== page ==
Random Access Memories, the latest from Daft Punk, was released just last week. The 13-track album, licensed exclusively to Columbia Records, is the duo’s fourth studio album. However, it bears very few similarities to their first three.
Daft Punk has always been an exciting and slightly mysterious band to follow. Guy-Manuel de Homem-Christo and Thomas Bangalter, the pair behind it all, try to keep their faces hidden even at social events by showing up wearing their trademark funky robot masks. Although they categorize themselves as an electronic/house band, their music has always been unpredictable. It is this mystery that allows audiences to appreciate their unique take on the electronic genre every time, be it with their hit “Da Funk” on their debut album or with their latest single, “Get Lucky,” from Random Access Memories.
Time has been good to Daft Punk; their latest is by far the most original work the band has produced. And this says quite a lot about the album, since Daft Punk was never close to being conventional in the first place. While their first three albums were very EDM-heavy, Daft Punk critically reduced the number of electronic instruments used here. It seems that they limited their tools to modular synthesizer and drum machines. To replace their usual heavy electronic sounds, the duo recruited musicians to record live instrumentation in studios. For instance, the song “Within” features Chilly Gonzales on the piano, and it has very few additional instruments.
Apart from Chilly Gonzales, the album features Panda Bear, Julian Casablancas, Todd Edwards, DJ Falcon, Pharrell Williams, Nile Rodgers, Paul Williams, and Giorgio Moroder (whose track collaboration consists of a narrative on the subject of the beginning of his musical career). This narrative exploration of the 1970s music scene, along with the variety of repurposed sounds, makes it clear that the album aims to pay tribute to a bygone era. A thematic thread of disco and soft-rock runs through, compounding the throwback. Even the album’s title presents the duo’s desire to pay tribute to the past—which they do, creatively and originally.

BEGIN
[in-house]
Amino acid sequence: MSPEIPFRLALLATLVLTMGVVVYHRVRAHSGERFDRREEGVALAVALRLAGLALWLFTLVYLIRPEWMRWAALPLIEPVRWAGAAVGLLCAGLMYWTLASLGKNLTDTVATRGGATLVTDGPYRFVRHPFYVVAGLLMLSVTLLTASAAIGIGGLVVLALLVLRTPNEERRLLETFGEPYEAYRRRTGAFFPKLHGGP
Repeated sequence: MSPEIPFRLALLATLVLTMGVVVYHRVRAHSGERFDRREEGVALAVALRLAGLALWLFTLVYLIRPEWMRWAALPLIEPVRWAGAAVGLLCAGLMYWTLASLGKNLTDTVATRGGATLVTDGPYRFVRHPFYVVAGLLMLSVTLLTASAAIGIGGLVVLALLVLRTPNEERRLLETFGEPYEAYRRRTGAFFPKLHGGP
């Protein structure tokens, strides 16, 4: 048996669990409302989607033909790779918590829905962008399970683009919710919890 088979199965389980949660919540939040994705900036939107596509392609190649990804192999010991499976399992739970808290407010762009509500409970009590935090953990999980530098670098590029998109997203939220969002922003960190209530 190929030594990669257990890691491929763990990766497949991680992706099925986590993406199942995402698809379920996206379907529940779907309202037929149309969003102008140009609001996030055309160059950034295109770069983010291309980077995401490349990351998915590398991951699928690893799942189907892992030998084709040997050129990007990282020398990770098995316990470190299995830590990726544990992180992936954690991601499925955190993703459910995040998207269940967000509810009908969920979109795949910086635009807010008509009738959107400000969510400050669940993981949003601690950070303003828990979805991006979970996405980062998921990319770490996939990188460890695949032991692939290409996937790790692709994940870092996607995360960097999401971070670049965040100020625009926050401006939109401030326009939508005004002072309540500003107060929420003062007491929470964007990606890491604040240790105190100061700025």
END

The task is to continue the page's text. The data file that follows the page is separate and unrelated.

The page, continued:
Despite its being an undeniably creative album, it is hard to call Random Access Memories flawless. The song “Motherboard,” for instance, is nothing special. The beat and the rhythm of the synth make it sound a little too much like Woodkid, and not at all like a unique piece by the experimental duo. Other songs, like “Instant Crush” and “Beyond,” don’t make a huge impression at first, but it is possible to appreciate them within the album’s broader themes. Nevertheless, the energetic beat of “Get Lucky” will most likely become a dance floor favorite this upcoming summer, while “Lose Yourself to Dance” and “Doin’ it Right,” with their modern disco groove and calmer take on EDM, will become essential to the ultimate beach soundtrack.
Although the vocals are at times performed by popular and acclaimed artists such as Pharrell, they are by far not the most important aspect of the songs. It is the scheme behind the voice, the rhythm, the groove, that makes this album so memorable. The ingenuity behind it all speaks louder than the vocals ever could. It should also be mentioned that the album began as a great promotional venture. The band created a web series featuring all their various collaborators to build up hype. In short, this album was definitely not an easy undertaking, but Daft Punk succeeded. If you are curious to explore a contemporary take on disco music, or if you just want listen to an original album, Random Access Memories is a must.